(Last Updated on October 12, 2015 by Editor)
As the match neared its conclusion, the result seemed a foregone conclusion and the question was whether or not Ervine could reach his ton within the limited runs remaining. The jovial, celebratory atmosphere in the ground was a far cry from the pressure cooker Ervine had entered into when Zimbabwe lost both of their openers within the first nine overs of their chase.
Chamu Chibhabha and Richmond Mutumbami had approached their task with attacking intent, but when they fell in consecutive overs the Ireland attack had their tails up and a clear opening with Zimbabwe at 51 for 2 in the ninth over. The response from the left-handed pair of Ervine and Sean Williams was to go on the counterattack, and Ervine motored into the 20s with a flurry of boundaries, the pick of which was a shimmy-and-swipe off George Dockrell that flew high over long off.
Williams, meanwhile, used the sweep to particularly good effect and brought up the fifty partnership with a one-kneed swat to the long-leg boundary. He continued to be proactive against spin, but eventually perished playing one shot too many when he lifted offspinner Andrew McBrine straight to Ed Joyce at long on. Zimbabwe were 149 for 3 then, and Ireland might have surged once more but Mutombodzi, elevated up the order, picked up where Williams left off to keep Zimbabwe ticking over.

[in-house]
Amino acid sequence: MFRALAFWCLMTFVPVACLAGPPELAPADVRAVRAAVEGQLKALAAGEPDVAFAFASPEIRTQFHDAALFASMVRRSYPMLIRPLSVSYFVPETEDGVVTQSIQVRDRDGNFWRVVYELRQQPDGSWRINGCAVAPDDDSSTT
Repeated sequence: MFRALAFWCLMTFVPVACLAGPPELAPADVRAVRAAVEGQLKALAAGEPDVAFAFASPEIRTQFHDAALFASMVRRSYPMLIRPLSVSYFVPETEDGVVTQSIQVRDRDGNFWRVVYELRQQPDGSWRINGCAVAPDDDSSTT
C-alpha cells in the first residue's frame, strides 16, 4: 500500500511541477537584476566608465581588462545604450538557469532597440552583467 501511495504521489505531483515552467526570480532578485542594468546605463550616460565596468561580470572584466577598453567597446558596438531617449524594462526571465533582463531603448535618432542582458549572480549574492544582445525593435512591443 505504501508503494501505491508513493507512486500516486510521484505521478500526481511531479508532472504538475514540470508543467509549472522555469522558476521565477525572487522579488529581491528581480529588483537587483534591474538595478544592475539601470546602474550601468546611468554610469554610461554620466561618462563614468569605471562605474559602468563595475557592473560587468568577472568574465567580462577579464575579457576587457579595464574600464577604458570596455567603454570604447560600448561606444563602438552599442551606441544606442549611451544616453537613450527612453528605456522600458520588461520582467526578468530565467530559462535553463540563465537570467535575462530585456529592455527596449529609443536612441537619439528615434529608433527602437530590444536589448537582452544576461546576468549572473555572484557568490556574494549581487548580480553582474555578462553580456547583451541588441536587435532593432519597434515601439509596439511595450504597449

At the other end, Ervine was in cruise control, setting himself to bat right through the innings and anchor Zimbabwe’s chase. An inspired piece of fielding from George Dockrell in the covers eventually got rid of Mutombodzi in the 37th over, and had Niall O’Brien been able to hold a thick edge off Ervine’s bat in the next over, standing up to the stumps to John Mooney, Ireland might have been able to wrest back control of the match.
Just as the pressure threatened to build once more, Ervine found a brace of boundaries on the leg side off Tim Murtagh and then moved into the 90s with a clean six down the ground followed by a controlled sweep for one off Paul Stirling’s offspin. When Raza kicked his own batting into overdrive, it seemed Ervine might not reach his hundred, but he departed with 13 still needed and Elton Chigumbura left it to Ervine to take Zimbabwe home – and reach his second ODI hundred in a successful chase – with his eighth and ninth fours off John Mooney.
His efforts bettered an industrious day with the bat for Ireland. They had been put in to bat by Zimbabwe in the morning, but responded in bellicose fashion. Paul Stirling weathered the early loss of his captain and opening partner in his own inimitable style, rushing into the 70s at close to a run a ball before he was trapped lbw by Raza.
Niall O’Brien continued the fight with a half-century that included three huge sixes, and Gary Wilson ensured their good work was not undone as he marshaled Ireland’s charge at the death. Zimbabwe picked up regular wickets, but Wilson found even more regular boundaries as Ireland reached an imposing 268 for 7. But after an early wobble in their chase, Zimbabwe managed to stay ahead of the asking rate for most of the afternoon thanks to Ervine and a vocal home crowd cheered their moral-boosting victory.
Liam Brickhill is a freelance journalist based in Cape Town